Penn Medicine and Children’s Hospital of Philadelphia have partnered with Costa Rica’s social security program to advance CAR T-cell cancer therapy research, a type of immunotherapy that could improve and reduce the cost of cancer treatment.
Penn Med, CHOP, and the Costa Rican government will work together to develop a clinical trial protocol where patients in Costa Rica will first come to Penn or CHOP to have their T cells collected. Then, the manufactured CAR T cells will be sent back to Costa Rica for infusion into the patient.
Researchers at Penn and CHOP developed the first approved CAR T-cell therapy alongside Novartis, a pharmaceutical company. The treatment has been recognized as “the world’s first personalized cellular therapy for cancer."
According to the National Cancer Institute, CAR T-cell therapies work by first collecting a specific type of immune cell, the T cell, from the patient. Then, the T cells are altered in the lab to produce proteins called chimeric antigen receptors (CARs), which help them find and attack cancer cells.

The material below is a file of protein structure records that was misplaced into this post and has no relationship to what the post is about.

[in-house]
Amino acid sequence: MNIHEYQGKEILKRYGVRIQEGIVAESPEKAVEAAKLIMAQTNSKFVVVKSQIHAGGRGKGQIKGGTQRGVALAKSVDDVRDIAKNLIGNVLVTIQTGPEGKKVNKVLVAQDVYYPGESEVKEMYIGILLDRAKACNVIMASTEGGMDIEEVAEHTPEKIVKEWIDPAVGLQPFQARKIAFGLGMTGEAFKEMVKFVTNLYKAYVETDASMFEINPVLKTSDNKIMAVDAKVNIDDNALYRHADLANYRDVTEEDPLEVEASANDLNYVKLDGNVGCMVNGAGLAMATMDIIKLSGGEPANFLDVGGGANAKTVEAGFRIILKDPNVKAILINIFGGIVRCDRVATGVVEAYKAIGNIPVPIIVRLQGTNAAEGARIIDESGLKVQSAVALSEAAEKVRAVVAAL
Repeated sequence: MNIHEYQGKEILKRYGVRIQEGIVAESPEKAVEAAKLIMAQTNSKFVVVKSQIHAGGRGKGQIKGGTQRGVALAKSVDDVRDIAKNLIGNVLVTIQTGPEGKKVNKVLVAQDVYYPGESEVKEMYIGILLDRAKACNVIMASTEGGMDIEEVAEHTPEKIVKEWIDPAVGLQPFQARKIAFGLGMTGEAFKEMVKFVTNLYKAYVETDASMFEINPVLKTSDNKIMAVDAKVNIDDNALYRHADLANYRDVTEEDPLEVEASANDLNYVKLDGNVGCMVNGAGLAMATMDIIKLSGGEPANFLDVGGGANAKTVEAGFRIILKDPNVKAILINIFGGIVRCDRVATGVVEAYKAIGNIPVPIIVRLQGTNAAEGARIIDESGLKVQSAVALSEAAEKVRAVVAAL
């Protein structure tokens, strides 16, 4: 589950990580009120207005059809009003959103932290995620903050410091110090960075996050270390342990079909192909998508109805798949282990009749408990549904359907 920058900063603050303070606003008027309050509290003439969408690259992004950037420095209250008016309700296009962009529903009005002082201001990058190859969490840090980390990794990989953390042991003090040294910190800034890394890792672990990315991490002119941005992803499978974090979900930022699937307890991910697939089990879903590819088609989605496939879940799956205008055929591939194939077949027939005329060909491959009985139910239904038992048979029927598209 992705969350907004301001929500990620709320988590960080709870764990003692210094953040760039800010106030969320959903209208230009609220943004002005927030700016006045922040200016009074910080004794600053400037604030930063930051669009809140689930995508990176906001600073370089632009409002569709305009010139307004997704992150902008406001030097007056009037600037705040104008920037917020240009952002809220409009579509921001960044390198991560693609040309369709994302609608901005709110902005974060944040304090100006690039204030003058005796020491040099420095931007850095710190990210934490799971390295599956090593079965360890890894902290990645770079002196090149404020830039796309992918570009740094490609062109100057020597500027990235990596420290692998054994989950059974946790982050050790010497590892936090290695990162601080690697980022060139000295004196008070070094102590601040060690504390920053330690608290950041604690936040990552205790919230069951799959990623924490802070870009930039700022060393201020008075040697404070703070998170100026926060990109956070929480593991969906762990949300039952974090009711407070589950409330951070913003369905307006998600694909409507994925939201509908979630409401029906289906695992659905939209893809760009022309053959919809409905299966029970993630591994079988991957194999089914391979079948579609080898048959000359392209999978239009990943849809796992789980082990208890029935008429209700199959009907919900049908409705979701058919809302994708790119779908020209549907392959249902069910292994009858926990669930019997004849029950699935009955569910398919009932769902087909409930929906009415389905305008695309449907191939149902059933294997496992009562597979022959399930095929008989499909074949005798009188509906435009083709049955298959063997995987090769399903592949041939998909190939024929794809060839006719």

The institutions will also develop “educational and training opportunities” to help more Costa Rican healthcare providers use this therapy for their patients.
Today, there are six FDA-approved CAR T-cell therapies, each for a different type of cancer. Clinical trials for CAR T-cell therapy showed remissions among patients lasting for at least 10 years. Penn researchers recently discovered an approach that reduces the time it takes to process the cells, which could increase the accessibility and decrease the cost of this treatment.
In the press release, Penn Medicine News stated that this joint effort is an important step toward improving global health equity, bringing cutting-edge therapy to areas where it would not normally be available.
“We are honored to work with our colleagues in Costa Rica in hopes of building a path for patients in underserved areas to have the opportunity to benefit from clinical research programs offering this personalized therapy,” Carl H. June, the director of the Center for Cellular Immunotherapies in the Perelman School of Medicine, said.